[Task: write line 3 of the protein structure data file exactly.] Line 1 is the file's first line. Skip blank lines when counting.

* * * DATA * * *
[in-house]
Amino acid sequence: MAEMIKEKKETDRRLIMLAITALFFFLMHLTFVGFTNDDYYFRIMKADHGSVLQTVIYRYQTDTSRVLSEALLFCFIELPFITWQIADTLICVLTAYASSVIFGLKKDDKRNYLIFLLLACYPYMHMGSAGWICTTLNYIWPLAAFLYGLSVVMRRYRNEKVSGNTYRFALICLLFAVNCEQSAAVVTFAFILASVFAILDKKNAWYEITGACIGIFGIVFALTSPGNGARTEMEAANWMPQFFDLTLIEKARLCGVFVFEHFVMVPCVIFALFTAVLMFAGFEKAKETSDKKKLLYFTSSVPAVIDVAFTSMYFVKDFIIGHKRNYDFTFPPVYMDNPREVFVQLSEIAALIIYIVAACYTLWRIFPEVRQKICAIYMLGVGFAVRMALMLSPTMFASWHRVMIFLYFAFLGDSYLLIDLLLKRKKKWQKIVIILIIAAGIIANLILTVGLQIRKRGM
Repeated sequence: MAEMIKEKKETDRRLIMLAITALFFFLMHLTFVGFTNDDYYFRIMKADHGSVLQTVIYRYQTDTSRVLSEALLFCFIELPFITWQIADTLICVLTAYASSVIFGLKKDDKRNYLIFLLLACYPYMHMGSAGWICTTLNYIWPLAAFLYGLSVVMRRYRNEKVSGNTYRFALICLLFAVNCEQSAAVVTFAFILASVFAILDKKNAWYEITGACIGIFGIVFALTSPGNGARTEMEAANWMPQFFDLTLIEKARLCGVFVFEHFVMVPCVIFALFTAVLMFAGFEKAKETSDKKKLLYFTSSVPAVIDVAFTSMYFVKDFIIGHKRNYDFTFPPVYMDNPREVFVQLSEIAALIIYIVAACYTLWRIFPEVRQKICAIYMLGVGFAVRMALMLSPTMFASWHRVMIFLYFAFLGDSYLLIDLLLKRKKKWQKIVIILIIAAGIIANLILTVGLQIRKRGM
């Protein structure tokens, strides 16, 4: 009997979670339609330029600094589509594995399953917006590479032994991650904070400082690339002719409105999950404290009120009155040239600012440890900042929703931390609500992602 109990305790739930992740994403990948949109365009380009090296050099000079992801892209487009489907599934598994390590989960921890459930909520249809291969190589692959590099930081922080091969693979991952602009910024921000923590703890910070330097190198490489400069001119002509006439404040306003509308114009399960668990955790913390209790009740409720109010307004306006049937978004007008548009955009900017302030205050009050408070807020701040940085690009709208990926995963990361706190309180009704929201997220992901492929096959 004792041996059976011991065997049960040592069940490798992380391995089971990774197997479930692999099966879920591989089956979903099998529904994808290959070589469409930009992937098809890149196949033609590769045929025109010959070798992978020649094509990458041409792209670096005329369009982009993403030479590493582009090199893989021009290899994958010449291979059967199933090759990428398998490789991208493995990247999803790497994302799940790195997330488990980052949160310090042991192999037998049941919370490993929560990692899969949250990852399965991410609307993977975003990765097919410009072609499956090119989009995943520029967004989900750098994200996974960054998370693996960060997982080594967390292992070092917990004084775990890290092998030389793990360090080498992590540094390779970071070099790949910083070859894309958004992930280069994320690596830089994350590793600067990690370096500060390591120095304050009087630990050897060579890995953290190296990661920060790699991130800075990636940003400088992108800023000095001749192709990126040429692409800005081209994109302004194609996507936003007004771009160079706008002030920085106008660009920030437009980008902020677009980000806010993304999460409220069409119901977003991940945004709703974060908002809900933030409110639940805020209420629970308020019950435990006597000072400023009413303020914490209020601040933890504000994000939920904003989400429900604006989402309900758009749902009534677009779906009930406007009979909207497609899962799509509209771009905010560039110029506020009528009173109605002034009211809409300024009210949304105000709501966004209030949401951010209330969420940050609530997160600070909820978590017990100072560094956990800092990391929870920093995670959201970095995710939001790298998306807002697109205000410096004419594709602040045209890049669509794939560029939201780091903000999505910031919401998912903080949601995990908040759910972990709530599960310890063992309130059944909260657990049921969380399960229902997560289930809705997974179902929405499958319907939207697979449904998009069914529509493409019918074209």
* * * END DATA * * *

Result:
Repeated sequence: MAEMIKEKKETDRRLIMLAITALFFFLMHLTFVGFTNDDYYFRIMKADHGSVLQTVIYRYQTDTSRVLSEALLFCFIELPFITWQIADTLICVLTAYASSVIFGLKKDDKRNYLIFLLLACYPYMHMGSAGWICTTLNYIWPLAAFLYGLSVVMRRYRNEKVSGNTYRFALICLLFAVNCEQSAAVVTFAFILASVFAILDKKNAWYEITGACIGIFGIVFALTSPGNGARTEMEAANWMPQFFDLTLIEKARLCGVFVFEHFVMVPCVIFALFTAVLMFAGFEKAKETSDKKKLLYFTSSVPAVIDVAFTSMYFVKDFIIGHKRNYDFTFPPVYMDNPREVFVQLSEIAALIIYIVAACYTLWRIFPEVRQKICAIYMLGVGFAVRMALMLSPTMFASWHRVMIFLYFAFLGDSYLLIDLLLKRKKKWQKIVIILIIAAGIIANLILTVGLQIRKRGM